I call the operator and explain my problem.  She calls the number.  She gets a busy signal ­and­ a crackling noise. She tries again, and says it's out of order.
  I call Philadelphia information. They can't read the yellow pages but they'll transfer me to the service people who can.
   The service people find a number in the yellow pages for Tiffany's Florist, 215-862-1200.
  I call 215-862-1200.  "The number you have called, 862-1200, has been disconnected.  Repeat:  the number you called..."
   I consider Flowers by Wire.  But if I can't get through, how could they?  And how would I know in time if they failed?
 I call Philadelphia information and ask to be transferred to a service person.  No, not about a faulty line.  No, not about new service. I want the people who can read the yellow pages.  Reprovingly:   "That is just a courtesy we provide...I'll switch you over."  I get a dial tone.
  I call Philadelphia information again asking for the yellow pages service.  "Certainly, I'll connect you."
  I get a dial tone.
  I call again, pleading not to be cut off.  "Yes, I'll stay with you until you're transferred, but I'll put you on hold, don't get worried."
  I get a silent line.
  I get the yellow pages people!!
  I ask "Have you got time to hear my problem?"  "Yes, if it's not too long."  I summarize the morning so far.  I ask if there's a newspaper in New Hope.  "I can read the yellow pages for you, but there is a service center in New Hope.  Would you like that?" 
 That would be great, perfect. 
 Buster sits on the page I'm taking notes on.
  I call the New Hope center at 215-862-5880.  It's busy.  I put my automatic re-dialer on and it calls every 30 seconds for ten minutes.  Still busy.
  I try the automatic re-dial for another ten minutes.  I decide everything in New Hope has been washed out by a heat wave.
  So much time has elapsed that perhaps the box office is open, so I call the theatre again.  A tape reminds me that the play opens
tonight.
  I call Philadelphia information.  I'm put right through to the yellow pages.  This time I get all the rest of the New Hope florists: the Pod Shop and Boxwood Gardens.
  Boxwood Gardens sounds like a garden store, so I call the Pod Shop at 215-862-2037.  A young woman answers immediately.  Roses are $60 a dozen.  We settle on assorted summer flowers.  I mention my morning's adventures. She laughs and says "We're all the same florist anyhow."
  Break a leg, Anna!
Watching Cat TV with Norm
 

Saturday, December 10, 2016

Appreciate it!

These days when I see someone hurrying in to the post office I stoop harder over the rollator and bite my tongue not to call after them -- "Do you appreciate the fact that you're walking?  Be sure to realize that you can walk!"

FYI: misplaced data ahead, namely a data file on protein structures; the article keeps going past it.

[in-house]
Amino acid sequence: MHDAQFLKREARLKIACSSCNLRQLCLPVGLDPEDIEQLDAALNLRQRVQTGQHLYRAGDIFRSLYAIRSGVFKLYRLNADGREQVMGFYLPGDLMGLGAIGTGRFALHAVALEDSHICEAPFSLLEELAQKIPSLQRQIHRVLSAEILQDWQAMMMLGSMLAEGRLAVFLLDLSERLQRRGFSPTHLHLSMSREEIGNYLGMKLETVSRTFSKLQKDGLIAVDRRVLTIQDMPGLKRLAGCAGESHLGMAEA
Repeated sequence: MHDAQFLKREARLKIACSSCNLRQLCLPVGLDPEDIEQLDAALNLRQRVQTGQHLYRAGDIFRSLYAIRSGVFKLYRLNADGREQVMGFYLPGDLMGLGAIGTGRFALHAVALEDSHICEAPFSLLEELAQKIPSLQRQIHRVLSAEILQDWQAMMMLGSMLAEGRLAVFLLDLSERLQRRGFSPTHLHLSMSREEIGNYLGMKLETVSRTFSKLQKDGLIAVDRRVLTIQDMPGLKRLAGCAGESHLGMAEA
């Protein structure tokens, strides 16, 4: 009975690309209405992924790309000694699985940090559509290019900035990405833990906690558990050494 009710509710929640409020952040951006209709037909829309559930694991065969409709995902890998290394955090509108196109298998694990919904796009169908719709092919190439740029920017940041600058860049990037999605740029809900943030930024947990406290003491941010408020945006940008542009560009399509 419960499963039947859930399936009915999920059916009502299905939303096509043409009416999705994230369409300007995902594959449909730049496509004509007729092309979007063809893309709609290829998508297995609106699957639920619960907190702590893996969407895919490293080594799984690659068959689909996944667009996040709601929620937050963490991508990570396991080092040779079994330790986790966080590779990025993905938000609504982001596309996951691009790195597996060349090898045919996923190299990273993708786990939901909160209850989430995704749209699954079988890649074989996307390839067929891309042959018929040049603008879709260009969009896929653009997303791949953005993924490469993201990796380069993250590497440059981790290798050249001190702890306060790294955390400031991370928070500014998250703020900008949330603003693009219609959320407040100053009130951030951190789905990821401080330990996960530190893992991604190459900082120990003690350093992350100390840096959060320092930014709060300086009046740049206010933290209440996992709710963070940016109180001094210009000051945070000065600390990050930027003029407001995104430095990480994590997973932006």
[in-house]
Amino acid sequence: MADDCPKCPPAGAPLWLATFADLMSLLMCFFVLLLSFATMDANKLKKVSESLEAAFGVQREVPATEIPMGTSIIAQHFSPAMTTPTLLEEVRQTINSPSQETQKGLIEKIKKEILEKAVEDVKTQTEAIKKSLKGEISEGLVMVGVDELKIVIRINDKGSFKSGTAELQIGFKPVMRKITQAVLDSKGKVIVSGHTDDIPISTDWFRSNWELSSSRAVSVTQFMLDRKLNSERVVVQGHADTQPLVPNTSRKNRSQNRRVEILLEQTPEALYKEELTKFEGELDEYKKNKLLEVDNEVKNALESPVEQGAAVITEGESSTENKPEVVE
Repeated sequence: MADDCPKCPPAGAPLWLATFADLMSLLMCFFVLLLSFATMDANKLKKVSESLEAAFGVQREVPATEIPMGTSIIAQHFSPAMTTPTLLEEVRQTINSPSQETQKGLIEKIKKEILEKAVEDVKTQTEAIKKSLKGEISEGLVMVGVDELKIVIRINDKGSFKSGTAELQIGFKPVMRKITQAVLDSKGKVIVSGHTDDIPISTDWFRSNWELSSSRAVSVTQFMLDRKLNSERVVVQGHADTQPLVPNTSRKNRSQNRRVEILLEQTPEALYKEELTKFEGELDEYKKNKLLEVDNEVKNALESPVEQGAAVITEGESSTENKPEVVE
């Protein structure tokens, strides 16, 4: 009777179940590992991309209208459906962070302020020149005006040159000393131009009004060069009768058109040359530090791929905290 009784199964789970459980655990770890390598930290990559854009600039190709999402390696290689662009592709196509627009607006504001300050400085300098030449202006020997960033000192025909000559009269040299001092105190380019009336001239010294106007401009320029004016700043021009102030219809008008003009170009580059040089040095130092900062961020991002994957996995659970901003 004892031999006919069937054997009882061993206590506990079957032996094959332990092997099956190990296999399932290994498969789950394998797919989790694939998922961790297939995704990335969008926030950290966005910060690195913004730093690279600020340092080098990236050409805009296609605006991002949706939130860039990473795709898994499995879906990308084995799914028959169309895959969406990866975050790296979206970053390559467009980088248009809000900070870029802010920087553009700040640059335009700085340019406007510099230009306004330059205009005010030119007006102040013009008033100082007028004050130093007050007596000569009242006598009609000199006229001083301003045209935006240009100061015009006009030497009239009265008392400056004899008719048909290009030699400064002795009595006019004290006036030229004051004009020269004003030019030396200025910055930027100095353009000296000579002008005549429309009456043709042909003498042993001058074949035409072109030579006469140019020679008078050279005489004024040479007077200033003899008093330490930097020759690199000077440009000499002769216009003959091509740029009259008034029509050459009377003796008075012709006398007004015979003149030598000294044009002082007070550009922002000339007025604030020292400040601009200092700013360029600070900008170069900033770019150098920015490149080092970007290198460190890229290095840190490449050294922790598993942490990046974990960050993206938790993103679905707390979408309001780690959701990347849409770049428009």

It seems such a counter-intuitive thing -- all that height, that weight, that muscle, balanced on two small feet.  Yet babies pull themselves up almost automatically -- and what a triumphant look the first time they achieve it! 
   You can see by the spots on the knees and the toes of those white shoes that up until then he'd been crawling -- this was in my in-law's living-room in Montreal.  Fine moment.  


So anyhow -- my other son showed me how to access those DOS journals I kept on floppy disks after 1983 ('moved the typewriter off the desk today')  and I am delighted to find this entry in July of 1990:

Sometimes when I'm walking I am very conscious of the fact that I'm walking.  I can walk!  If I can't in the future, I'll never have to say "I should have appreciated it while I could..." because I do appreciate it. 
 

 





Wednesday, December 7, 2016

Couldn't Be Beat

Last week's festivities -- 29 here for a fine feast, some who came spur-of-the-moment from London, woodfire burning constantly, and we used up five bags of marshmallows.  I did nothing but sit around while the people I still think of as The Kids did everything including the list-making.
               This picture was taken before all the homemade pies arrived. 
We had plenty of drama all week:
The garage door opener wouldn't shut. 
The microwave fan wouldn't go off.  
The disposal wouldn't dispose -- Avi said we wouldn't need a plumber, that when the eye surgeon arrived for Thanksgiving dinner he'd take the pipe apart and fix it -- and that's exactly what happened. 
This general dissolution was evidently contagious -- our overflow who stayed at a nearby b&b came back to borrow a plunger at one point.